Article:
Pennsylvania court rules state’s gerrymandered congressional map unconstitutional
On Monday, five out of the seven justices on the Pennsylvania Supreme Court ruled the state’s congressional map “clearly, plainly and palpably violates the Constitution of the Commonwealth of Pennsylvania.”
Lawmakers are enjoined from using the current congressional map during the 2018 primary. However, the 2011 map will still be used for the March 13 special election in Pennsylvania’s 18th district. The seat will be vacated by Rep. Tim Murphy (R), an anti-abortion lawmaker who stepped down after allegations that he pressured his lover to get an abortion.
The court ordered the Pennsylvania General Assembly to submit a new congressional district plan to Governor Tom Wolf (D) for approval by February 9.
Wolf released a statement after the ruling, calling the congressional map “unfair.”
“I strongly believe that gerrymandering is wrong and consistently have stated that the current maps are unfair to Pennsylvanians,” Wolf said. “My administration is reviewing the order and we are assessing the executive branch’s next steps in this process.”
Wolf would have until February 15 to submit a new plan to the court.
In the event that the General Assembly does not submit a congressional districting plan, or if their plan is rejected by the governor, the court would “proceed expeditiously to adopt a plan based on the evidentiary record developed in the Commonwealth Court.”
The court advised both parties to submit proposals in order to have their ideas heard “in anticipation of that eventuality.”
Both parties were advised to submit plans that do not “divide any county, city, incorporated town, borough, township, or ward, except where necessary to ensure equality of population.”
Democrats said the ruling will be hard to appeal since it was made on the “sole basis” that it violated the state constitution, and the US Supreme Court can only hear federal claims in such a case.
“It’s well established that the United States Supreme Court does not review decisions in state court that exclusively construe state law, which is the exact situation you have here,” Stanton Jones, an attorney for the plaintiffs, told the Philadelphia Inquirer. “This concept of federalism, this is an important part of it. The United State Supreme Court doesn’t get to tell a state’s highest court what is state law, in this case Pennsylvania law.”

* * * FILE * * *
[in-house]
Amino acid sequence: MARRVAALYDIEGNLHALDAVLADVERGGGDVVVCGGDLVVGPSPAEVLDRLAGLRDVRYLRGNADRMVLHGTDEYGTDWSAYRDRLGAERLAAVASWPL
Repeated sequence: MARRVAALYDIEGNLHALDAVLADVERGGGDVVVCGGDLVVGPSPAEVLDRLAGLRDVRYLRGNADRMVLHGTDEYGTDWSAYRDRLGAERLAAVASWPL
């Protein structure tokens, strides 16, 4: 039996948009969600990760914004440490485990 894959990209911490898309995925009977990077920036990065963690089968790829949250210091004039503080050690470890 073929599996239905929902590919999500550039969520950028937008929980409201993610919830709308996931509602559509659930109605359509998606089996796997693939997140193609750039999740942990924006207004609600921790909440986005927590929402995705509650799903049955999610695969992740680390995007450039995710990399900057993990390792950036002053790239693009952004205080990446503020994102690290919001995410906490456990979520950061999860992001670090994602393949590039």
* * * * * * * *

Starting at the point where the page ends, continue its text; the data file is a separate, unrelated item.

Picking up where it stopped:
However, Senate Republicans leaders said they will request a stay from the US Supreme Court.
“Today’s ruling by the State Supreme Court is a partisan action showing a distinct lack of respect for the Constitution and the legislative process. The PA Supreme Court has overstepped its legal authority and set up an impossible deadline that will only introduce chaos in the upcoming Congressional election,” Senate President Pro Tempore Joe Scarnati (R-25) and Senate Majority Leader Jake Corman (R-34) said in a joint statement after the ruling.
Both Republican justices issued dissentingstatements that decried the court for issuing the ruling before the US Supreme Court rules on a case about Wisconsin's redistricting plan. The Republican justices also argued that the court should not have applied the ruling so close to the 2018 midterm elections.
The ruling comes from a lawsuit brought by the League of Women Voters last year, which argued that the Congressional Redistricting Act of 2011 was “one of the most extreme partisan gerrymanders in American history.”
The lawsuit details how Republican mapmakers used advanced computer programs to “pack” Democrats into five out of 18 congressional districts, despite the fact that registered Democrats outnumber Republicans in the state, according to the most recent voter registration statistics from the Pennsylvania Department of State.
The League of Women Voters argued that Republicans have exacerbated partisanship when they packed Democrats into a few solid blue districts, while “cracking” their support in other areas with the oddly shaped districts.
“When voters lose the ability to elect representatives of their party as a result of gerrymandering, those voters lose not only electoral power, but also the ability to influence legislative outcomes, because representatives pay no heed to the views and interests of voters of the opposite party once in office,” the League said.
In their lawsuit, the League of Women Voters cited a 2015 study from Pennsylvania State University that showed how, over time, members of Congress have grown increasingly partisan. The lawsuit included a visual that shows lawmakers almost never vote with members of the opposing party anymore.